Prevalence of neurovascular structures in the anterior mandible and differences based on dentition, age and sex; a retrospective cone-beam computed tomography study
Objective: To assess the prevalence of lingual and incisive vascular structures in the anterior aspect of the mandible and to see the effect sex, age and dentition status may have. Methods: A total of 191 anonymized cone-beam computed tomography (CBCT) scans were assessed by a single calibrated operator. Incisive canals and lingual canals present between the mental foramina were counted, with location, size, dentition status in the lower anterior mandibular sextant, as well as the distance between the alveolar crest for the most coronal centered lingual canal being noted. Results: Lingual canals were present in the midline area in 96% and in the lateral areas in about 25% of cases. Incisive canals had a prevalence under 10% for a given area in the mandible. Most canals observed were below 1 mm in diameter. The most coronal lingual canal in the center was 2 mm closer to the alveolar crest in females and in patients showing a degree of edentulism in the anterior mandible, with dentate patients also showing an increased number of lingual canals below 1 mm in size at the midline. Furthermore, aging appeared to impact the presence of lateral lingual canals. Although unclear, the dentition status could also affect the presence of larger incisive canals. Conclusions: The anterior mandible features several structures visible on CBCT scans. The present findings suggest that sex, age and dentition status could have an effect on their presence. As such, the previous variables should be considered when planning surgical interventions in the area.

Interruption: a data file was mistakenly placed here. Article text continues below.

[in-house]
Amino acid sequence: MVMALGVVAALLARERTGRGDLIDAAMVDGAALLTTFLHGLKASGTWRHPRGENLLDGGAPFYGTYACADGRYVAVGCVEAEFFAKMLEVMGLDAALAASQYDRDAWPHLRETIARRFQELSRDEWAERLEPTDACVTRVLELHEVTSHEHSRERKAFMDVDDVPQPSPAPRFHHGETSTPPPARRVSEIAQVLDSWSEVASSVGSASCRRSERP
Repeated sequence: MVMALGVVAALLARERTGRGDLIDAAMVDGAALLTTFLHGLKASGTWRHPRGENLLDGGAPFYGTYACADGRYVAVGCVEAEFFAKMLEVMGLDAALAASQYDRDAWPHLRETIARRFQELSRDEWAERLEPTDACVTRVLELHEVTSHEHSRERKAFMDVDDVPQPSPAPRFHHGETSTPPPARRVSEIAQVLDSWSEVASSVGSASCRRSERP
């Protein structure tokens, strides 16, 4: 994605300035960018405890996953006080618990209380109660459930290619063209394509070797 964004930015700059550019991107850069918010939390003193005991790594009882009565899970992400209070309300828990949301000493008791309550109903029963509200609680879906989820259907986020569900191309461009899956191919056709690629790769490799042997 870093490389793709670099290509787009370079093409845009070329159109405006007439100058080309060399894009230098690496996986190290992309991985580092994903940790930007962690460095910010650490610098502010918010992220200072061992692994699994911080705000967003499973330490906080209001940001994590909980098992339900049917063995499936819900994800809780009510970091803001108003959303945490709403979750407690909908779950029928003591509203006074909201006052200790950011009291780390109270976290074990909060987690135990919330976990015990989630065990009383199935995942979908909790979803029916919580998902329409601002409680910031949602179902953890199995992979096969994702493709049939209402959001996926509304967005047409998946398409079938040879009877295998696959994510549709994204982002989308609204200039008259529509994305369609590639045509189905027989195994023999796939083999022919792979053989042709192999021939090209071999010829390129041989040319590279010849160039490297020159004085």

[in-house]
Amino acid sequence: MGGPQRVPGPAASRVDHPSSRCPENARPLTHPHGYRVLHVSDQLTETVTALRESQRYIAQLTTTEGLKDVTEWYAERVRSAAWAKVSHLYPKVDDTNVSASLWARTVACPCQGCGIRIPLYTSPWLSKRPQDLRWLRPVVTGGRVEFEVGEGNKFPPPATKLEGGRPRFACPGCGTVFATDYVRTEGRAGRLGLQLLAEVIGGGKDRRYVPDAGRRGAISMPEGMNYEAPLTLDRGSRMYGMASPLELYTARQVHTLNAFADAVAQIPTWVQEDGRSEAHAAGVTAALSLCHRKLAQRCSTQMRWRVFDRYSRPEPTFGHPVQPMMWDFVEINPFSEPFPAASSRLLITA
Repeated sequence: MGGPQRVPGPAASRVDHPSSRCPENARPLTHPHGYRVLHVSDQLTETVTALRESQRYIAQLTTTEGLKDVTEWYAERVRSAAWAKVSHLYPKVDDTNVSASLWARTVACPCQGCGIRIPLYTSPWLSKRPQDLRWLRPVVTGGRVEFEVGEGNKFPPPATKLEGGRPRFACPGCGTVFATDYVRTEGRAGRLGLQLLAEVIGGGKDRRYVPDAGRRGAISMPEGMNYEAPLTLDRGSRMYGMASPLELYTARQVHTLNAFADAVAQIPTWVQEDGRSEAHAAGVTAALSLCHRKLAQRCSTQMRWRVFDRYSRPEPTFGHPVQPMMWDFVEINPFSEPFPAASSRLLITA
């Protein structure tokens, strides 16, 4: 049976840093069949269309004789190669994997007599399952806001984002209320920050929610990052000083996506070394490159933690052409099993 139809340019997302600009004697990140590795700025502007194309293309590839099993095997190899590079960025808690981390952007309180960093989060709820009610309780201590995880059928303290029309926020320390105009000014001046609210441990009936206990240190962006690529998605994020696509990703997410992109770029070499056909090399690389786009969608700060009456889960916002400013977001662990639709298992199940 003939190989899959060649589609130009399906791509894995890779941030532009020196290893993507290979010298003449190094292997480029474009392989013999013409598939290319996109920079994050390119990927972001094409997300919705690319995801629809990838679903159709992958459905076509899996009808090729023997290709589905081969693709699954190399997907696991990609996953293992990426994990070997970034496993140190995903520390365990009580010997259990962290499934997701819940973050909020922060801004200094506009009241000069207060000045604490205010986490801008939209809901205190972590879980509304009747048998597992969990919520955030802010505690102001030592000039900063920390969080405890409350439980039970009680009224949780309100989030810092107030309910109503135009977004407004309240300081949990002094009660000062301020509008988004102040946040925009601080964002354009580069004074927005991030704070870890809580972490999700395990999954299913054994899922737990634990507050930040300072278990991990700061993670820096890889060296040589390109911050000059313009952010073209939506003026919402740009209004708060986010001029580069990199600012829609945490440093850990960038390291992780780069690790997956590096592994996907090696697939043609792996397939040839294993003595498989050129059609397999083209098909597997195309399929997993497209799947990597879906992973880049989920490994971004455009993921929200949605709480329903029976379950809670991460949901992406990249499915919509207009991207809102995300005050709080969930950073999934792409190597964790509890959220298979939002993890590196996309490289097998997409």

Dental implant, Arteries, Mandible